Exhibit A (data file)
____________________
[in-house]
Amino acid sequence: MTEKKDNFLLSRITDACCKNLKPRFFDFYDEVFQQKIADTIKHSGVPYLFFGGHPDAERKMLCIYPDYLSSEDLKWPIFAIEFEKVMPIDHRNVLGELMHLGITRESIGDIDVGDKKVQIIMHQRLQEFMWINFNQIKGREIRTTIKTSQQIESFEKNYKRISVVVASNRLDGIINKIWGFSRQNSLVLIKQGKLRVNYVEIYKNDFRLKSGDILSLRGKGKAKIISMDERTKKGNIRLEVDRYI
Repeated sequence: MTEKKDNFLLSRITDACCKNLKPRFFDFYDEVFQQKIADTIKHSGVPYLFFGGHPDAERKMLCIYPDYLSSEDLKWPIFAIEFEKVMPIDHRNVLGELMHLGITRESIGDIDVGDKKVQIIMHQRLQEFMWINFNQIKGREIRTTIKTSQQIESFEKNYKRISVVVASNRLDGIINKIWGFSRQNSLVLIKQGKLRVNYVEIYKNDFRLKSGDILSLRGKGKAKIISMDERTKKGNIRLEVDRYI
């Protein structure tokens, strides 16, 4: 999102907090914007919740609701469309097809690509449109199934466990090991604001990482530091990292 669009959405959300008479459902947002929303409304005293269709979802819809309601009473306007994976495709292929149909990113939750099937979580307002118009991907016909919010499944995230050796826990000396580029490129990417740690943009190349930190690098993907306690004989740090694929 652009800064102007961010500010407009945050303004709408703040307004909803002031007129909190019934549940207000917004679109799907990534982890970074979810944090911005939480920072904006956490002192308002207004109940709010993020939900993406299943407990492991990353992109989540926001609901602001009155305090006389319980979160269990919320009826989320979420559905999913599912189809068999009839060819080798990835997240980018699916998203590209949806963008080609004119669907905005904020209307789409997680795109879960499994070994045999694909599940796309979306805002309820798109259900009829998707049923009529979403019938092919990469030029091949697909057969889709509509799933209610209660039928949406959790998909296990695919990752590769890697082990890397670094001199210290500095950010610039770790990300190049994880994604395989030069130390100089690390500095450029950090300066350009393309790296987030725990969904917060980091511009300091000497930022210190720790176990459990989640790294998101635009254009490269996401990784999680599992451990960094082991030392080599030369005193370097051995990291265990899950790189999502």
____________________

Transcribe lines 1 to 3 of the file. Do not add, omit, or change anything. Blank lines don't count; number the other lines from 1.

[in-house]
Amino acid sequence: MTEKKDNFLLSRITDACCKNLKPRFFDFYDEVFQQKIADTIKHSGVPYLFFGGHPDAERKMLCIYPDYLSSEDLKWPIFAIEFEKVMPIDHRNVLGELMHLGITRESIGDIDVGDKKVQIIMHQRLQEFMWINFNQIKGREIRTTIKTSQQIESFEKNYKRISVVVASNRLDGIINKIWGFSRQNSLVLIKQGKLRVNYVEIYKNDFRLKSGDILSLRGKGKAKIISMDERTKKGNIRLEVDRYI
Repeated sequence: MTEKKDNFLLSRITDACCKNLKPRFFDFYDEVFQQKIADTIKHSGVPYLFFGGHPDAERKMLCIYPDYLSSEDLKWPIFAIEFEKVMPIDHRNVLGELMHLGITRESIGDIDVGDKKVQIIMHQRLQEFMWINFNQIKGREIRTTIKTSQQIESFEKNYKRISVVVASNRLDGIINKIWGFSRQNSLVLIKQGKLRVNYVEIYKNDFRLKSGDILSLRGKGKAKIISMDERTKKGNIRLEVDRYI